Parosteal Lipoma of the Proximal Radius

Case Report

Austin J Musculoskelet Disord. 2016; 3(1): 1027.

Parosteal Lipoma of the Proximal Radius

John SH1, Chad CBS1, Kathleen SB1*, Valerie AF2, Marcia FB3 and Joseph B1

1Division of Musculoskeletal Oncology, Department of Orthopedic Surgery Rutgers, The State University of New Jersey-New Jersey Medical School, USA

2Department of Pathology and Laboratory Medicine, Rutgers, The State University of New Jersey-New Jersey Medical School, USA

3Department of Radiology Rutgers, The State University of New Jersey-New Jersey Medical School, USA

*Corresponding author: Kathleen S Beebe, Department of Orthopedics, Division of Musculoskeletal Oncology New Jersey Medical School Rutgers, The State University of New Jersey 140 Bergen St. Suite D-1610 Newark, NJ 07103, USA

Received: November 30, 2015; Accepted: January 19, 2016; Published: January 22, 2016


Parosteal lipomas and are described as surface osseous lipomas which are contiguous with the periosteum. They represent 15% of osseous lipomas and most occur in the fifth and sixth decades with a slight male predilection. To date, only 150 of these tumors have been reported in the literature. We present a rare case of Parosteal lipoma with cytogenetic correlation. The clinical implications of this lesion will also be discussed.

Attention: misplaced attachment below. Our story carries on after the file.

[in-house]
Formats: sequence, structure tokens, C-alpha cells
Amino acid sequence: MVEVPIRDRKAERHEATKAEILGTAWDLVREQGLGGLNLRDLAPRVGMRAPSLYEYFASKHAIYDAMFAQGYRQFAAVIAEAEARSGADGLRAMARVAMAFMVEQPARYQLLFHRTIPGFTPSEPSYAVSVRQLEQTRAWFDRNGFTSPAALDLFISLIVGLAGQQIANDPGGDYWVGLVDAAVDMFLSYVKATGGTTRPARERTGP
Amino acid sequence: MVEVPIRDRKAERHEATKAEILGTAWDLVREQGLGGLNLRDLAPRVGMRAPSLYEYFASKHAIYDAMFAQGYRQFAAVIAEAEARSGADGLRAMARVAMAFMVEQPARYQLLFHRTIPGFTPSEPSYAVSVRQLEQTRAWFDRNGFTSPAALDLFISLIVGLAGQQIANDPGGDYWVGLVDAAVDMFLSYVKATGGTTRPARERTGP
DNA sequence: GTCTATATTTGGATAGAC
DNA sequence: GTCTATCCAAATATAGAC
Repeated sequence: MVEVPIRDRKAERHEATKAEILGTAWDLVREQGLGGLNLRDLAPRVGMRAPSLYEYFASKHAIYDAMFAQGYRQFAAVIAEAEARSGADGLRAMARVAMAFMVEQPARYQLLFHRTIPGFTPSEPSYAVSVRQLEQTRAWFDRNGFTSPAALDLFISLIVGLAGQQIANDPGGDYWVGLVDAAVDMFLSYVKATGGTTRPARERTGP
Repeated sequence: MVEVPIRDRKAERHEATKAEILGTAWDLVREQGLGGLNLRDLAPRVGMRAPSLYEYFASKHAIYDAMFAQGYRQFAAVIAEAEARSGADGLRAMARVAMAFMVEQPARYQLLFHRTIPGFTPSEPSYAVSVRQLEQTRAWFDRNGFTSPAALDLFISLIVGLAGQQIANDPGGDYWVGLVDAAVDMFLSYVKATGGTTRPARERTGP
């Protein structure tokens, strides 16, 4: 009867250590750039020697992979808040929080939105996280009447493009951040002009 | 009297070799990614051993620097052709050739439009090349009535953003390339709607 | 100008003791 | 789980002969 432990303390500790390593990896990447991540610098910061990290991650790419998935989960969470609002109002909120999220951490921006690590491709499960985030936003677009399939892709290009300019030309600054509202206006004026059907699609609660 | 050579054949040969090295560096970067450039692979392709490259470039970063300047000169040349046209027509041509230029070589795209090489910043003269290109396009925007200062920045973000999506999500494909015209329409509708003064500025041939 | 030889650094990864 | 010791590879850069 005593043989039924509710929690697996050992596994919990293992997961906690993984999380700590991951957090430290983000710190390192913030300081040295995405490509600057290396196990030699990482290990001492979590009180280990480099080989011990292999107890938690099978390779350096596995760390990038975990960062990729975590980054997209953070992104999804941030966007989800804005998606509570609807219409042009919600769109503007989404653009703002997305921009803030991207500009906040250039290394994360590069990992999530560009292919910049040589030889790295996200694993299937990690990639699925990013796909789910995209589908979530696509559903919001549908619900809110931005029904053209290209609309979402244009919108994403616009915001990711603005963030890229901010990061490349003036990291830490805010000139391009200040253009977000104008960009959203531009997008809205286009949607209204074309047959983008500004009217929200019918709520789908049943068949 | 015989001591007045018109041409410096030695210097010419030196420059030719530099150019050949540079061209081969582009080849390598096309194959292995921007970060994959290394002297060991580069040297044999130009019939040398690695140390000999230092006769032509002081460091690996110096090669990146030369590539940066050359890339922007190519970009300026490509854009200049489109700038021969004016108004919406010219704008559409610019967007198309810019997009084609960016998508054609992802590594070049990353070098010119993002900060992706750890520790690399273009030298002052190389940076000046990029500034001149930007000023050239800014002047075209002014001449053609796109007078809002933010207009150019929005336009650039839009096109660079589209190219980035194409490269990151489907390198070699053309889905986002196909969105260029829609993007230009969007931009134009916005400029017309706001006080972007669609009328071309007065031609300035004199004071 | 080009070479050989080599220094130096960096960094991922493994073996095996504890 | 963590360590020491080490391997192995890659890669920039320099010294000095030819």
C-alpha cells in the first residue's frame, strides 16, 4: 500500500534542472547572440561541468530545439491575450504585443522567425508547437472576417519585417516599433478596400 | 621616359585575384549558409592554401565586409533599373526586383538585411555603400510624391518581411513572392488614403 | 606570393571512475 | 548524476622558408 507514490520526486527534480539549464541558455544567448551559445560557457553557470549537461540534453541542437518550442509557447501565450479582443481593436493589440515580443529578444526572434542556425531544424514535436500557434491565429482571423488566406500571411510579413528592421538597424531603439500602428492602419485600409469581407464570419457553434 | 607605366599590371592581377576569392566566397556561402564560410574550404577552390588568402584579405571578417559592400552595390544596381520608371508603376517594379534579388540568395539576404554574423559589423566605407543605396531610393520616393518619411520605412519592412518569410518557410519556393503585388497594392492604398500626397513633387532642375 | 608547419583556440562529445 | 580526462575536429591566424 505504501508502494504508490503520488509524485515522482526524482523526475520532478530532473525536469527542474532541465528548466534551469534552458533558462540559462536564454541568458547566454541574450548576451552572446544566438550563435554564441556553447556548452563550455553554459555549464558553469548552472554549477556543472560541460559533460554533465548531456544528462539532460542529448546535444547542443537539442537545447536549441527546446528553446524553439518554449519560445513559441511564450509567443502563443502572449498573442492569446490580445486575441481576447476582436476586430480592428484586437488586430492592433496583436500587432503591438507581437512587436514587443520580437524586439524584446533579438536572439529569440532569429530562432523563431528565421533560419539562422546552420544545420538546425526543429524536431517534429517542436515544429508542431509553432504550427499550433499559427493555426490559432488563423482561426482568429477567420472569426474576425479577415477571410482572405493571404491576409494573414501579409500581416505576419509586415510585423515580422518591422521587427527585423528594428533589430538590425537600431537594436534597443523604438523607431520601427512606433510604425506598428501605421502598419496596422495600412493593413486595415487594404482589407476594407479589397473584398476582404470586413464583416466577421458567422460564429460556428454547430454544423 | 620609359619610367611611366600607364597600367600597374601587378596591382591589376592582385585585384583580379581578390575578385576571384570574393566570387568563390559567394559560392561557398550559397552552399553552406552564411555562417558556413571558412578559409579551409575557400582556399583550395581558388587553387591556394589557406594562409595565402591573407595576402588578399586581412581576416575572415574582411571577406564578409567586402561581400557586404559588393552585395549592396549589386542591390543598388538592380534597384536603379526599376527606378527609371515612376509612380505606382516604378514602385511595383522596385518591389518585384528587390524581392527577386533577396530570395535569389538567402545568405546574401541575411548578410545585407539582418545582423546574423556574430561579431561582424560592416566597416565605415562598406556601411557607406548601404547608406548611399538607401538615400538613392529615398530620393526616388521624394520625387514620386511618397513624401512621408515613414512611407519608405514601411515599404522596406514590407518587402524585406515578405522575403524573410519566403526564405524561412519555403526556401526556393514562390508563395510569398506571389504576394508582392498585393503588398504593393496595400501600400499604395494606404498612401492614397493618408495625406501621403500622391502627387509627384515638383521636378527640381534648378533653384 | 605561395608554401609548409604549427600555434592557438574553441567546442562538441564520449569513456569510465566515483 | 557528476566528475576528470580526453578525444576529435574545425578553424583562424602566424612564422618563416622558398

Keywords: Parosteal lipoma; Forearm; Tumor


Lipomas are common benign soft-tissue tumors, which are usually asymptomatic [1]. Grossly, they are encapsulated, yellow soft tissue masses that may also have other tissue components incorporated within them. These lipomas are named according to the coexisting tissues; such as angiolipoma, fibrolipoma andosteolipoma [2].

Osseous lipomas have been classified according to their site of origin: either within bone (intraosseous) or on its surface (juxtacortical). Surface osseous lipomas are subdivided into Parosteal and subparosteal lipomas, depending on their relationship to the bone periosteum [3]. To the best of the author’s knowledge, about Parosteal lipomas have been reported to date, representing less than 0.3% of allipomas. These unusual masses most frequently arise in the femur, tibia, humerus and radius [4,5].

Case Report

A 62 year old woman presented with a palpable mass in the anterior left proximal forearm. She had noticed the mass enlarging over the preceding year, but denied any pain or loss of function associated with anterior intraosseous nerve compression, such as loss of pincer grip. Physical examination revealed a fixed, nonpulsatile mass over the volar radius. The patient had full range of motion at theel bow, wrist and fingers, but did show a mild decrease in grip strength compared to the contra lateral hand. She denied any tenderness upon diffuse palpation.

Conventional radiographs of the left forearm displayed an oval density in the soft tissues volar to the radial shaft (Figure 1). Magnetic Resonance Imaging (MRI) done the same day demonstrated a welldefined mass composed of mostly fatty tissue, with diffuse areas of hypo intensity, consistent with cortical bone, which was contiguous with the cortical bone on the volar radial shaft (Figure 2). A wholebody bone scan showed increased activity in the region of the proximal radius, consistent with erosion of the radial cortex by the adjacent lesion.